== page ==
- The Washington Times - Tuesday, November 16, 2004

RAMALLAH, West Bank — Palestinian leaders yesterday moved toward a deal under which Hamas, the largest militant Palestinian movement, would take part in elections for a Palestinian president and legislature.

They also sought at meetings in Gaza City to ensure peace among militant groups while bracing for a new wave of unrest in the event a French autopsy report confirms widespread suspicions that Palestinian leader Yasser Arafat was poisoned, although French officials have pledged keep Mr. Arafat’s medical records unpublished in accordance with privacy laws.

Palestinian Authority officials consider Hamas’ participation — or at least acquiescence — as vital to making sure militants do not sabotage the election process with a terrorist attack on Israel.

Hamas has declined to join other militant groups, including Islamic Jihad and the Al Aqsa Martyrs Brigade, in consenting to a pre-election truce.

In negotiations yesterday involving 12 militant factions and the Palestine Liberation Organization’s new chairman, Mahmoud Abbas, Hamas laid out its conditions for taking part in the elections.

“We are talking about forming a national unity leadership that holds elections outside the reference of the 1993 Oslo accords and the regulations of the Palestinian Authority,” Hamas spokesman Sami Abu Zohry told The Washington Times.

Hamas boycotted the 1996 elections, though a small number of pro-Hamas independents were elected to the legislature. It considers the Oslo accords a betrayal of Palestinian claims to Palestine, which in its view includes all of present-day Israel.

Mr. Abu Zohry said Hamas was awaiting clarification from Palestinian Authority leaders on two points: “a political frame of reference, and the election system.”

Hamas, he said, has asked the Palestinian leaders to postpone the elections, now scheduled for Jan. 9, while those terms are negotiated.

But leaders of Mr. Arafat’s central Fatah faction want a quick election to show they are adhering to the Palestinian Constitution. They say an early election also will give the new leadership legitimacy and put pressure on Israel to ease its grip on Palestinian cities.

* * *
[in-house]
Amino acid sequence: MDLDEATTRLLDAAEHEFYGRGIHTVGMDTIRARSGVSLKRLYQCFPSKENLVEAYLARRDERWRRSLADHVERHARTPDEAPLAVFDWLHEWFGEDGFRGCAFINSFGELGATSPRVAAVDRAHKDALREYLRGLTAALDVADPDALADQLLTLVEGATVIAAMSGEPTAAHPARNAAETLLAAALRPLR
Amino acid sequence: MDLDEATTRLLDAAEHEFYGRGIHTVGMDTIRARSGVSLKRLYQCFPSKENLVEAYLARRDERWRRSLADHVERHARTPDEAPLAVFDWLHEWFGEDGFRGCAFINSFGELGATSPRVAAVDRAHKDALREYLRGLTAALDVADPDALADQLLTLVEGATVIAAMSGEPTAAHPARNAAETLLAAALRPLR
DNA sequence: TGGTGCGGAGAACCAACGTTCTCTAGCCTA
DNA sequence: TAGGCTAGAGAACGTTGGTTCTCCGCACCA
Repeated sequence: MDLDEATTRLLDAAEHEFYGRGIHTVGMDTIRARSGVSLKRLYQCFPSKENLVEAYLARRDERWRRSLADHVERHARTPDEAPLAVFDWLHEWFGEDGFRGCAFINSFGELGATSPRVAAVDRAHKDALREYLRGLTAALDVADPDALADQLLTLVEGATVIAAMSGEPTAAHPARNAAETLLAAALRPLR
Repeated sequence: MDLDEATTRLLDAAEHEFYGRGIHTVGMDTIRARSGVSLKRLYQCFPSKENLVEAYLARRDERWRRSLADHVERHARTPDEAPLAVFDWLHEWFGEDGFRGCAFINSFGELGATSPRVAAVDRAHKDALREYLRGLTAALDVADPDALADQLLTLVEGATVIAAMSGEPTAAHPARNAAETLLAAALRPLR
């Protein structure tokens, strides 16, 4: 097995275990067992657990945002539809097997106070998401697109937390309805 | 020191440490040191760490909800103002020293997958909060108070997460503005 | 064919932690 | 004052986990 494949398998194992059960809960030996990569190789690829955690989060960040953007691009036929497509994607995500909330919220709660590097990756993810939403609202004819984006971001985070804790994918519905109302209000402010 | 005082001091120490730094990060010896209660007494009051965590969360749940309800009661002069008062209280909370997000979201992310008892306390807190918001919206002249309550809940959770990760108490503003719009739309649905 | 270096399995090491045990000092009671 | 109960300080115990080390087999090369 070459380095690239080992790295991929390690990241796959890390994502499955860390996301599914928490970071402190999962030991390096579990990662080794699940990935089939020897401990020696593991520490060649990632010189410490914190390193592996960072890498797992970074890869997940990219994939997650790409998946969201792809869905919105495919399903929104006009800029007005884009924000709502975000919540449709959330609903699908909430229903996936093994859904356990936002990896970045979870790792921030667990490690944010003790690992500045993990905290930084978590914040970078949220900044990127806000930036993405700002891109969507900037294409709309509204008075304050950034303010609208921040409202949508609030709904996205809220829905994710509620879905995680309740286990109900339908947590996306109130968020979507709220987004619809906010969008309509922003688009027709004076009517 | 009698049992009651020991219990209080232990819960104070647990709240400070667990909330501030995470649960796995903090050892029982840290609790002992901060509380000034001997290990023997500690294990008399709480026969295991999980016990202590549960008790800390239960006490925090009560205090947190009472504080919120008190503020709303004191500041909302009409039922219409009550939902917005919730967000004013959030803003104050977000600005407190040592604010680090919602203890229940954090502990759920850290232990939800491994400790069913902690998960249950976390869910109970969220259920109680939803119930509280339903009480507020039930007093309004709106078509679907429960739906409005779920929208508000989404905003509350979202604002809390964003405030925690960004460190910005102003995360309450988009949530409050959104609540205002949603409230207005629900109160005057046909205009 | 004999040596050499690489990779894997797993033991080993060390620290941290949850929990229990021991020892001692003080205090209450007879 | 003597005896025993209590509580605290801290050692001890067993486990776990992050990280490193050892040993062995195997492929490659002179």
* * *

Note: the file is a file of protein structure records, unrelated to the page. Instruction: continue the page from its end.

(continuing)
Hamas, however, is loath to see the election of a new Palestinian Authority president ahead of separate elections for the Palestinian legislature and municipal posts, fearing the new leader will manipulate the later polls to Hamas’ disadvantage.

“The current situation and timing is not ideal,” Mr. Abu Zohry said.

The spokesman said Hamas has declined to go along with a cease-fire in its ongoing battle against Israel “since the Israelis continue to attack us.”

New clashes erupted yesterday between rival Palestinian groups in the Gaza Strip, where a gunfight on Sunday killed two of Mr. Abbas’ bodyguards.

Palestinian insiders said the attackers in that incident were followers of the local Fatah leader in Gaza, Ahmed Hilles, who leads one of the largest clans in the strip’s fractured social structure.

His men, mostly relatives and residents of his Shejaya neighborhood, are antagonistic to another militia led by Mohamed Dahlan, the national security adviser to Mr. Abbas in a short-lived government last year.

Mr. Hilles considers himself to be more loyal to Mr. Arafat and his uncompromising positions than either Mr. Dahlan, who had publicly attacked Mr. Arafat, or Mr. Abbas, who resigned as prime minister in protest over Mr. Arafat’s management last year.

An official of the Al Aqsa Martyrs Brigade promised yesterday to fully support the election process, but issued a veiled warning to any Palestinian leader who gives up too much to the Israelis.

Former Israeli Prime Minister Yitzhak Rabin “got killed because some Jewish organizations believed he surrendered to the Palestinians,” a senior brigade official told the Jerusalem Post.

“I believe that people can get killed when their people believe they are surrendering them to the enemy.”

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